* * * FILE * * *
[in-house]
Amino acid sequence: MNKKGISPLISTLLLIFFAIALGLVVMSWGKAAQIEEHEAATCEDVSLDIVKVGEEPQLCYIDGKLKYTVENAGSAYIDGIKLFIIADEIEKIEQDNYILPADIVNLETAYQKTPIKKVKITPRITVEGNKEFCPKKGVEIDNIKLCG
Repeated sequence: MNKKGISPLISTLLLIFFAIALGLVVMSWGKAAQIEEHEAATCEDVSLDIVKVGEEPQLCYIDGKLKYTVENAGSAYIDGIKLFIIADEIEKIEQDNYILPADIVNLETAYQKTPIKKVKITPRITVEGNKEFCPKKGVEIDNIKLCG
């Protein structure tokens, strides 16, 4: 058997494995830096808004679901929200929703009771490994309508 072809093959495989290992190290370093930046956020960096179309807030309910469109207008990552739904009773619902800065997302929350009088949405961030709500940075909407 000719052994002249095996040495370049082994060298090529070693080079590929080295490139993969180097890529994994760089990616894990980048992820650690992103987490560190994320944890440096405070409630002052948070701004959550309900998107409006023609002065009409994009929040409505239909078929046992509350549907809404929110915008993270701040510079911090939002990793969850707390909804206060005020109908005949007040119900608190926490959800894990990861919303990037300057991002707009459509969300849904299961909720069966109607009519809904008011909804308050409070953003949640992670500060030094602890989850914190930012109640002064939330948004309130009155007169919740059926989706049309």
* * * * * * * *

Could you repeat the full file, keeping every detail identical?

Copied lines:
[in-house]
Amino acid sequence: MNKKGISPLISTLLLIFFAIALGLVVMSWGKAAQIEEHEAATCEDVSLDIVKVGEEPQLCYIDGKLKYTVENAGSAYIDGIKLFIIADEIEKIEQDNYILPADIVNLETAYQKTPIKKVKITPRITVEGNKEFCPKKGVEIDNIKLCG
Repeated sequence: MNKKGISPLISTLLLIFFAIALGLVVMSWGKAAQIEEHEAATCEDVSLDIVKVGEEPQLCYIDGKLKYTVENAGSAYIDGIKLFIIADEIEKIEQDNYILPADIVNLETAYQKTPIKKVKITPRITVEGNKEFCPKKGVEIDNIKLCG
């Protein structure tokens, strides 16, 4: 058997494995830096808004679901929200929703009771490994309508 072809093959495989290992190290370093930046956020960096179309807030309910469109207008990552739904009773619902800065997302929350009088949405961030709500940075909407 000719052994002249095996040495370049082994060298090529070693080079590929080295490139993969180097890529994994760089990616894990980048992820650690992103987490560190994320944890440096405070409630002052948070701004959550309900998107409006023609002065009409994009929040409505239909078929046992509350549907809404929110915008993270701040510079911090939002990793969850707390909804206060005020109908005949007040119900608190926490959800894990990861919303990037300057991002707009459509969300849904299961909720069966109607009519809904008011909804308050409070953003949640992670500060030094602890989850914190930012109640002064939330948004309130009155007169919740059926989706049309």